We caught up with Tim, a ranger on the front lines of the Save Our Iconic Kiwi initiative. This is the fourteenth in a series following the work he’s doing to save the Fiordland tokoeka (kiwi). Tim and his team have been studying the population of kiwi at Shy Lake to find out how to best protect them from predators like stoats. They have captured a number of kiwi and put transmitters on them, and are now monitoring them through the breeding season to find out how well the adults and chicks survive without pest control.
A change of scene on the Fiordland Kiwi Diaries this month. We haven’t been in at Shy Lake much, but I was lucky enough to get a spot on the Resolution Island trapping trip in July.
Resolution Island, in Dusky Sound, is huge – at 21,000 hectares, it’s the fifth biggest island in the main New Zealand archipelago. Although much of the topography is a bit gentler than the nearby mainland, it’s still an imposing wilderness of weathered mountains and rocky coasts, swathed in temperate rainforest. It has an illustrious conservation history: over a century ago, pioneering conservationist Richard Henry became the government caretaker for Resolution Island. Seeing the onslaught on native birds posed by introduced mammals such as stoats, he embarked on a harsh and isolated existence in Dusky Sound, transferring kiwi and kākāpō to Resolution in a small sailing dinghy. Sadly, after years of graft, stoats swam to Resolution and established a population. The kākāpō were wiped out but the kiwi clung on.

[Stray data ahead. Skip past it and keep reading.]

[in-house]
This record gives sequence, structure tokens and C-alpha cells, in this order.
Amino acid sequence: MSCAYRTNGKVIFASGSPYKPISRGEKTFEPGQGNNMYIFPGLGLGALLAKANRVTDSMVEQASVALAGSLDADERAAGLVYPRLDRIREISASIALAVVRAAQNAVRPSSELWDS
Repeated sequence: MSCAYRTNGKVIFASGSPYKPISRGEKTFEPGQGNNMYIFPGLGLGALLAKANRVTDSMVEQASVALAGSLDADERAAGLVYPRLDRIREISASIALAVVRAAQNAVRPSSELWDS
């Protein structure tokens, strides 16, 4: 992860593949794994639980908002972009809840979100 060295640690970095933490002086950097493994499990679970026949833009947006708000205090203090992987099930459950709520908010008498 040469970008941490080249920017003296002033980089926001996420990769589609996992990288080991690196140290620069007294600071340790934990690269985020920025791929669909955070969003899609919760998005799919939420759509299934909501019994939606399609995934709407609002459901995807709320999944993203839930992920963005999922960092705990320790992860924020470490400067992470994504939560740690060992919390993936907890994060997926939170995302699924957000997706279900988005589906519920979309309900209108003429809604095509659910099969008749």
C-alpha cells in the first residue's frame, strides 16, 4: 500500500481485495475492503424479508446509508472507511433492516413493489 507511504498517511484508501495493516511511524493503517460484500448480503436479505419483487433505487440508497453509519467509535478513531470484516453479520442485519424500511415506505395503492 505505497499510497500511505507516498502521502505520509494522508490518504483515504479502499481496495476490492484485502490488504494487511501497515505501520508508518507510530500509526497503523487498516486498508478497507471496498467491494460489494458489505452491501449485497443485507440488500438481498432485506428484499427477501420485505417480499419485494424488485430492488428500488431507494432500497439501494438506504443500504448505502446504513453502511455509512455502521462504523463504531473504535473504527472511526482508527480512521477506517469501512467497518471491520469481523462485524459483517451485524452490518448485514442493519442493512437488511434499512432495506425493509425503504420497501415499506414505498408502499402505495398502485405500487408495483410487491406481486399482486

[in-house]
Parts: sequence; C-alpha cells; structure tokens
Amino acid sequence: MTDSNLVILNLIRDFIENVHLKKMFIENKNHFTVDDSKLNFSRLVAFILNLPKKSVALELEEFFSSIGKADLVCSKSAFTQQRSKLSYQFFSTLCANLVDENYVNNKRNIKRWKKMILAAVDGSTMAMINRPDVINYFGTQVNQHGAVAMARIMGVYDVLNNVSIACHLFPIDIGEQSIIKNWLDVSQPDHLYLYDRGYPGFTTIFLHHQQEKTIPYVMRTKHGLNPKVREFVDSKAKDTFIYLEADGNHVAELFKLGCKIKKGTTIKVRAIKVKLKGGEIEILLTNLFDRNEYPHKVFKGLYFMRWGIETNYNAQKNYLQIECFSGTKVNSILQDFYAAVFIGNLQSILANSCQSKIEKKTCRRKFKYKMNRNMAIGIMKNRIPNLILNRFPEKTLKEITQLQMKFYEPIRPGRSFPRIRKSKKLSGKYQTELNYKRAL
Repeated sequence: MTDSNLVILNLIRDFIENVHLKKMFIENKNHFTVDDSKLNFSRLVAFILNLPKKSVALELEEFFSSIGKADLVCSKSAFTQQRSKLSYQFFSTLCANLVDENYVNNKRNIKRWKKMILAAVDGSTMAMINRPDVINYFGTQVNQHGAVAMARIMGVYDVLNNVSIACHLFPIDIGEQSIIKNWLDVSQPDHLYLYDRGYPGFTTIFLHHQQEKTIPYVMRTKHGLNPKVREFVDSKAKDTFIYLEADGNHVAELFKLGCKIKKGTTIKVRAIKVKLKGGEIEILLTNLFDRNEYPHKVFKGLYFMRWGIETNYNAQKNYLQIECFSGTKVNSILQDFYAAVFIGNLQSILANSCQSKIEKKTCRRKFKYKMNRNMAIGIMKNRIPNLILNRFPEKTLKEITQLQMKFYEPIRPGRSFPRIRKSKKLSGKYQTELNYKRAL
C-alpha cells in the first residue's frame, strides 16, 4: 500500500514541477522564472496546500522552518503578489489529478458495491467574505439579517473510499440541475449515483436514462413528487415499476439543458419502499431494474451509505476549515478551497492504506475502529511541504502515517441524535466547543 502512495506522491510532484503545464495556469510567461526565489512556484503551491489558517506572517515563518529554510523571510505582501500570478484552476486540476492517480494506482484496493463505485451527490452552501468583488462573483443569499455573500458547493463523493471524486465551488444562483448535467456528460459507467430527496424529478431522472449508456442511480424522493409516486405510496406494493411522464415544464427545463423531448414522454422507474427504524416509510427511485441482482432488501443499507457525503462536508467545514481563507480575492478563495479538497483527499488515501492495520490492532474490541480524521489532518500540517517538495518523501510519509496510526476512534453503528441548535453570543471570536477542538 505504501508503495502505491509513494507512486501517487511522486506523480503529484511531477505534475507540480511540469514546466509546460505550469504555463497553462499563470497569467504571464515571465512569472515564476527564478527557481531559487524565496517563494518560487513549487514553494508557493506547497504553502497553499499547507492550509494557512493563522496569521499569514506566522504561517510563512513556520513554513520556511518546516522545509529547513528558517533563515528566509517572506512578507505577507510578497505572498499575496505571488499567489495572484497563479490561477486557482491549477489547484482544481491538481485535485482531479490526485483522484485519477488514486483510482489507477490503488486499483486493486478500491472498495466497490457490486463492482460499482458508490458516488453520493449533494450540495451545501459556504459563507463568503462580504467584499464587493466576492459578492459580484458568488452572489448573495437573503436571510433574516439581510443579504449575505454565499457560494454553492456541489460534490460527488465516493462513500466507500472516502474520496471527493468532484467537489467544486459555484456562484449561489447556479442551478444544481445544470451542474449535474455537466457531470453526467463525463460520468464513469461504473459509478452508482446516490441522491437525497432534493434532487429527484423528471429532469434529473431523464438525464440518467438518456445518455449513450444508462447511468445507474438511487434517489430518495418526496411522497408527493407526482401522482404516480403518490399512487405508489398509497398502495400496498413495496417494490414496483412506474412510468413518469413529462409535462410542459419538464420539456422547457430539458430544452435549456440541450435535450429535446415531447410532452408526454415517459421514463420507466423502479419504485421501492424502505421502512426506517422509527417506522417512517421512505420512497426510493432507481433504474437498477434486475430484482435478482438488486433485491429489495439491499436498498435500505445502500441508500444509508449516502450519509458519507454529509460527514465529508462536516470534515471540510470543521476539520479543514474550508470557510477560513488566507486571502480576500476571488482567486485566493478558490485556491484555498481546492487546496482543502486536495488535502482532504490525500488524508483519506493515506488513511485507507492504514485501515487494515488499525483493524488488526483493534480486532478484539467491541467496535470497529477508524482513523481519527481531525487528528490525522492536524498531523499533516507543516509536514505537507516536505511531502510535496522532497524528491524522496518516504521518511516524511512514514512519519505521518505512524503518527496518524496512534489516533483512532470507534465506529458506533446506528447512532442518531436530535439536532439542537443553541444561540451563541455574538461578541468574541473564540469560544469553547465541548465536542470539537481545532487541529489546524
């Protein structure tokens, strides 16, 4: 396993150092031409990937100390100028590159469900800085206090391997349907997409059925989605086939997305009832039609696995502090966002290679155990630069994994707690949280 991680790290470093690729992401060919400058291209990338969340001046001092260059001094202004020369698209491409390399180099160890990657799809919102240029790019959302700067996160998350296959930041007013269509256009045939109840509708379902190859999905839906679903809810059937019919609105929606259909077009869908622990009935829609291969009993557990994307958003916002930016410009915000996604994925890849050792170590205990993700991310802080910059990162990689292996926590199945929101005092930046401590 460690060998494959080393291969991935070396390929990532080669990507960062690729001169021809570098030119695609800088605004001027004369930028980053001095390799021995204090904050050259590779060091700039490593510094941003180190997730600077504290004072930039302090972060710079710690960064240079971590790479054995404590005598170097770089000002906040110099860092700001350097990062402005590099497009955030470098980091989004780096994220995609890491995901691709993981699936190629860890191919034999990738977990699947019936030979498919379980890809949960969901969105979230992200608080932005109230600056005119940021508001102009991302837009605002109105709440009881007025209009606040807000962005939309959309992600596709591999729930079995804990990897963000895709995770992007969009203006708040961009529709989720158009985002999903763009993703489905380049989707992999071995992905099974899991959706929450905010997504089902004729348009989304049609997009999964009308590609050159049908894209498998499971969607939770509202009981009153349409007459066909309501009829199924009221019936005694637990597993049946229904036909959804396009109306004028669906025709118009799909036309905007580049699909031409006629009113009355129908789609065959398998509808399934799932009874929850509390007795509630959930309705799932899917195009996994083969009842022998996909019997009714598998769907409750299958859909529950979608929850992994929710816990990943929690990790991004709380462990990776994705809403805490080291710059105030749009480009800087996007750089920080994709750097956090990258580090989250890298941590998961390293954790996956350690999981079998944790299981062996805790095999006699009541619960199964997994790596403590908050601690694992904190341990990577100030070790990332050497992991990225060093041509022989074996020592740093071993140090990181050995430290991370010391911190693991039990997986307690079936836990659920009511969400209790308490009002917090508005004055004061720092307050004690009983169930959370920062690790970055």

Today, Resolution is once again the centre of an ambitious conservation programme. The island has stoats, mice and deer, but is free of possums, rats and other mammals. The steep ridgelines and shadowy valleys bear a latticework of tracks, and every hundred metres a DOC 150 trap waits patiently for a stoat. Nearly two and a half thousand traps in all, plus another thousand on other islands in Dusky and the mainland coast, and many more planned. Checking and rebaiting these is an epic task that takes over a week for a dozen people every November, January and July, not to mention the meticulous planning by ranger Pete and his team. Stoat numbers have been reduced to low levels, but there are still some breeding females out there; and to make things worse, in a beech mast year, a stoat plague on the mainland means a wave of new invaders swims the channel to wreak havoc on the recovering birdlife.
For me, this project has resonance because Resolution and nearby Long Island are currently the only places where southern Fiordland tokoeka, the subject of my Save Our Iconic Kiwi project at Shy Lake, are protected in any numbers. Northern Fiordland tokoeka receive protection from trapping or 1080 in strongholds like the Murchison Mountains and Milford track, but for the southern taxon, Resolution is it. That’s one of the main reasons why we chose to start Save Our Iconic Kiwi work where we did: to control stoats over a big block of hitherto unprotected southern Fiordland tokoeka territory. Resolution sits just off the western extremity of our planned pest control area, and so we expect that our planned aerial 1080 operation in 2019 will have an additional benefit: not just to protect kiwi in the control area itself, but to prevent the influx of stoats swimming over to Resolution.
To begin the trip, it’s up bright and early for a quarantine check, going through all our gear with a fine toothcomb to remove any seeds, insects or other potential stowaways. Then it’s onto the bus, a charter boat across Lake Manapouri, another bus to Doubtful Sound and finally onto the MV Southern Winds, a boat dedicated to Fiordland conservation work that will be home for the next week for nine of us. A further four are due to helicopter in tomorrow to stay in small huts on the island.